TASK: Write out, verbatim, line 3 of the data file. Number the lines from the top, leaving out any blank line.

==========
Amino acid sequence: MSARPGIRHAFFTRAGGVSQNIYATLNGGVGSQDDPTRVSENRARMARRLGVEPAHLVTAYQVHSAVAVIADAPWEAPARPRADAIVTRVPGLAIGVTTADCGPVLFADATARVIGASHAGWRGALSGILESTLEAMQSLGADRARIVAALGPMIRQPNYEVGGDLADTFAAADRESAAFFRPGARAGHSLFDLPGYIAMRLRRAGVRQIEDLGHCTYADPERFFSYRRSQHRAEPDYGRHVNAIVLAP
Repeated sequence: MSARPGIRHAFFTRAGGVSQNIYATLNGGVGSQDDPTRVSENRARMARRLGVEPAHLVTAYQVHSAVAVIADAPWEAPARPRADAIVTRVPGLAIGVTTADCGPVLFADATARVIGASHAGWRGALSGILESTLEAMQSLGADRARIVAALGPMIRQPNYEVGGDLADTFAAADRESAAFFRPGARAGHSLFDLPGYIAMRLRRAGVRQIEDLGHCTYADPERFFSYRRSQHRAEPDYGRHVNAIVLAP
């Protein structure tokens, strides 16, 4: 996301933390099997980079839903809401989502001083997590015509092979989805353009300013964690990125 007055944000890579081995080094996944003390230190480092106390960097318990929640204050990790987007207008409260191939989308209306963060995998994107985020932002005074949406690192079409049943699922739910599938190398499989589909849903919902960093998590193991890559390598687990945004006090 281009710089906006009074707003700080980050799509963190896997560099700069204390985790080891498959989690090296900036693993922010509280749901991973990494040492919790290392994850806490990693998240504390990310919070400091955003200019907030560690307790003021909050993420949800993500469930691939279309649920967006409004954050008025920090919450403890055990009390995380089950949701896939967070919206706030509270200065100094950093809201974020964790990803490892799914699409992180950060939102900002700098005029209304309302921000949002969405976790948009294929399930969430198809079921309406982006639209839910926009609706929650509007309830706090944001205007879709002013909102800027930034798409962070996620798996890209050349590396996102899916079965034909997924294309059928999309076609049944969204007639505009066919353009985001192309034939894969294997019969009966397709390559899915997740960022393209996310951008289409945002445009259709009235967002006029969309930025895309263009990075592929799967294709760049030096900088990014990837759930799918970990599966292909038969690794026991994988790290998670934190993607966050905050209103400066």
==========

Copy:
């Protein structure tokens, strides 16, 4: 996301933390099997980079839903809401989502001083997590015509092979989805353009300013964690990125 007055944000890579081995080094996944003390230190480092106390960097318990929640204050990790987007207008409260191939989308209306963060995998994107985020932002005074949406690192079409049943699922739910599938190398499989589909849903919902960093998590193991890559390598687990945004006090 281009710089906006009074707003700080980050799509963190896997560099700069204390985790080891498959989690090296900036693993922010509280749901991973990494040492919790290392994850806490990693998240504390990310919070400091955003200019907030560690307790003021909050993420949800993500469930691939279309649920967006409004954050008025920090919450403890055990009390995380089950949701896939967070919206706030509270200065100094950093809201974020964790990803490892799914699409992180950060939102900002700098005029209304309302921000949002969405976790948009294929399930969430198809079921309406982006639209839910926009609706929650509007309830706090944001205007879709002013909102800027930034798409962070996620798996890209050349590396996102899916079965034909997924294309059928999309076609049944969204007639505009066919353009985001192309034939894969294997019969009966397709390559899915997740960022393209996310951008289409945002445009259709009235967002006029969309930025895309263009990075592929799967294709760049030096900088990014990837759930799918970990599966292909038969690794026991994988790290998670934190993607966050905050209103400066």